Gentoo-Fu: Optimizing the build process

This is another Gentoo post, not strictly related to KDE, but a follow-up to my previous post, building KDE branches (such as 4.9 and master). Ccache can greatly reduce the build time for these constantly updated packages, but here I’ll present some other tips & tricks. These optimizations are applied system-wide and will therefore improve the build process for all packages, not just live/KDE-specific.

These optimizations are backed up by testing data which I myself performed on my system (Intel Core i5 3570K @ 3.40 GHz, 8GB DDR3 RAM @ 1333Mhz) in a proper environment (each run was performed after a cold boot to avoid any unwanted caching by the OS). The following optimizations were tested:

  • Moving the build directory to RAM (tmpfs)
  • Quiet build (redirect build output to log files)
  • Building multiple packages at once
  • Performing debug-less builds

Another possible optimization is setting emerge’s niceness to a more appropriate level, but I didn’t get around to testing it.

Building from RAM & Quiet Builds

The first test was timing the build process for kdelibs (without ccache and after a cold boot as explained above). It includes the first two optimizations in order to create a nice comparison table (HDD/RAM building and --quiet-build=y/n). Furthermore this test was conducted both in a non-accelerated KMS console (booting in single-user mode) and in an accelerated X-console (Konsole in a KDE session).

Before dumping the results, I will explain how the used optimizations were achieved:

Moving the build directory to RAM (tmpfs):

This is easily done with the following command:

mount tmpfs /var/tmp/portage/ -t tmpfs -o uid=250,gid=250,mode=0775,size=75%

To make it permanent add the following line in /etc/fstab:

tmpfs /var/tmp/portage tmpfs uid=250,gid=250,mode=0775,size=75% 0 0

So we actually mount a tmpfs instance over /var/tmp/portage (portage’s default build path), assign proper read/write privileges to the ‘portage’ user and group (preserving the original mode bits) and set a maximum size of 75% of your RAM. As a side note, tmpfs mounts act as a stack: when you umount this tmpfs instance, the original /var/tmp/portage contents will be revealed underneath (more information in this excellent article). Setting the appropriate permissions is quite straight-forward; I have just retained the original values. Lastly, setting a size of 75% of your RAM ups the default value of 50% (useful for packages with a large code base – i.e. chromium). You really shouldn’t set ‘size=0’ (i.e. disable size restrictions): a memory-hungry build will irreversibly hog and crash your machine instead of getting killed for running out of memory (more information in the above article and in the kernel’s following file: Documentation/filesystems/tmpfs.txt). This isn’t very cool: I did this with a chromium debug build on RAM and the kernel eventually crashed!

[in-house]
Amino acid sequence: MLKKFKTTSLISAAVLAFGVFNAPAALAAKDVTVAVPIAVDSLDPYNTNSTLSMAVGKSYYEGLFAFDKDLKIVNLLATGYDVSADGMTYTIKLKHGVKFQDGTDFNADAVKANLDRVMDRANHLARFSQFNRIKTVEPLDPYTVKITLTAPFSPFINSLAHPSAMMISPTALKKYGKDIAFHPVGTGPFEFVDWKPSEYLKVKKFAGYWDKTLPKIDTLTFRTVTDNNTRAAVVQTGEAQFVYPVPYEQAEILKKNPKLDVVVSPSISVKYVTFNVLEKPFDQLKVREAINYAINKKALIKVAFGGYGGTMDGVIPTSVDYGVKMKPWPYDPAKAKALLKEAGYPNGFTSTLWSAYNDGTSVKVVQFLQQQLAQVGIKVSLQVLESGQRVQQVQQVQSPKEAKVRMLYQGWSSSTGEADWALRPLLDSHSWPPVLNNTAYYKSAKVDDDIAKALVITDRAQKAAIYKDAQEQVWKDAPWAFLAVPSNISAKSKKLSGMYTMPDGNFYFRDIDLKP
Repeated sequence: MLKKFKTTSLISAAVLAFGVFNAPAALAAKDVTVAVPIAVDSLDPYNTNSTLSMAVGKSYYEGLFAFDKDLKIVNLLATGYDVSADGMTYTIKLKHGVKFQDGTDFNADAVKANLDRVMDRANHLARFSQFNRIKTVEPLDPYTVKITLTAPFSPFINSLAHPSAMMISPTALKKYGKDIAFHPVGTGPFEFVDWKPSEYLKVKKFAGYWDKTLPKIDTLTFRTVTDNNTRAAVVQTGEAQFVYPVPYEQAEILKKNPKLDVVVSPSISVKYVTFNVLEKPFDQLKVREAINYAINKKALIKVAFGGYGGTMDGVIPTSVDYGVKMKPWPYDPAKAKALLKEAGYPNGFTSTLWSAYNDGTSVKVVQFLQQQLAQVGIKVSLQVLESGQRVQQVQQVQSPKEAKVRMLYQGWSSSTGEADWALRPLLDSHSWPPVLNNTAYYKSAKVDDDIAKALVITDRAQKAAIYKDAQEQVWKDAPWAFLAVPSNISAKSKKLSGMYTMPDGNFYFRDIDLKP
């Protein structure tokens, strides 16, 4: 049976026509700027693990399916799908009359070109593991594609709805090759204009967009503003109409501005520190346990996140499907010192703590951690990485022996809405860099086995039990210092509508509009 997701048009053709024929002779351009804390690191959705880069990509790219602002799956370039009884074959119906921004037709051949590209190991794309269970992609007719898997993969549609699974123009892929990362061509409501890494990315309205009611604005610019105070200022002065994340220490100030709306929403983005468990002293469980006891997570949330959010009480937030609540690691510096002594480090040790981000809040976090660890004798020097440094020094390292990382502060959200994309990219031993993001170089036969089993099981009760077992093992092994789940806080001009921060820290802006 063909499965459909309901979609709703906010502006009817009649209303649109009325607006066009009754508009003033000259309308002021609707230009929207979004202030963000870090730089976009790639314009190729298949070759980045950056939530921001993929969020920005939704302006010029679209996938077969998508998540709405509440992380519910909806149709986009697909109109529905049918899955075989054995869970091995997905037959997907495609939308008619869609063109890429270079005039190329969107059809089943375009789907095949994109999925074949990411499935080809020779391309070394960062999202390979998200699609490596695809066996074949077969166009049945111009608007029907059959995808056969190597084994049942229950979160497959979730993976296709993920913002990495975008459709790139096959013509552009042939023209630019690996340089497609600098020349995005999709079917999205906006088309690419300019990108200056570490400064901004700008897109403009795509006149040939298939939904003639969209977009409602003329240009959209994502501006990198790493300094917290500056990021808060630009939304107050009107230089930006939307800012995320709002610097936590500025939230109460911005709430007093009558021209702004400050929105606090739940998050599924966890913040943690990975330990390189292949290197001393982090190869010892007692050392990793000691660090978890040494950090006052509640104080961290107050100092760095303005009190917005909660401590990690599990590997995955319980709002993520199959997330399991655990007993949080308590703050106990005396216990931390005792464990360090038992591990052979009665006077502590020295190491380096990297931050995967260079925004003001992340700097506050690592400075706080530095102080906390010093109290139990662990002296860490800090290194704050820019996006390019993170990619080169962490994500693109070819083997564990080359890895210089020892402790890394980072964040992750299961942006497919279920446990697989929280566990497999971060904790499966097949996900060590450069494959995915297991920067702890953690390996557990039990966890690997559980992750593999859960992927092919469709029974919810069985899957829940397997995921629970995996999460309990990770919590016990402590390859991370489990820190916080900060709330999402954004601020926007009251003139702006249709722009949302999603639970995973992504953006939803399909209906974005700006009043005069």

I would also advise you to enable the “fail-clean” FEATURE in your /etc/make.conf to free valuable space in your RAM when a build fails.

Quiet build (redirect build output to log files):

You can enable quiet builds by appending --quiet-build=y to emerge’s arguments. By default it is set to ‘n’. To make it permanent, just append it to the EMERGE_DEFAULT_OPTS variable in /etc/make.conf.

Before proceeding, you should also set PORT_LOGDIR="/var/log/portage" in /etc/make.conf to redirect the build output to log files in this directory, otherwise the build output is simply lost. This way you lose no functionality, you can always monitor the build output from another virtual console.

Lastly, the “clean-logs” FEATURE will periodically delete old build logs (older than one week by default).

So, having explained the optimizations used, I will present the test data. The test was run only once in each configuration but is quite representative:

Non-accelerated console:

HDD build: 10m 3.707s

RAM build: 9m 52.246s

HDD+quiet build: 8m 35.364s

RAM+quiet build: 8m 22.819s

Accelerated console:

HDD build: 8m 47.189

RAM build: 8m 33.321s

HDD+quiet build: 8m 35.187s

RAM+quiet build: 8m 23.945s

Obviously the non-accelerated console lags considerably when printing the build output. Other than that, a RAM build saves you ~12s in this case, plus considerably less HDD spinning noises. A quiet build gives another 10s speedup. It’s really not that great a speedup, but both optimizations are easily applied, so why not have them?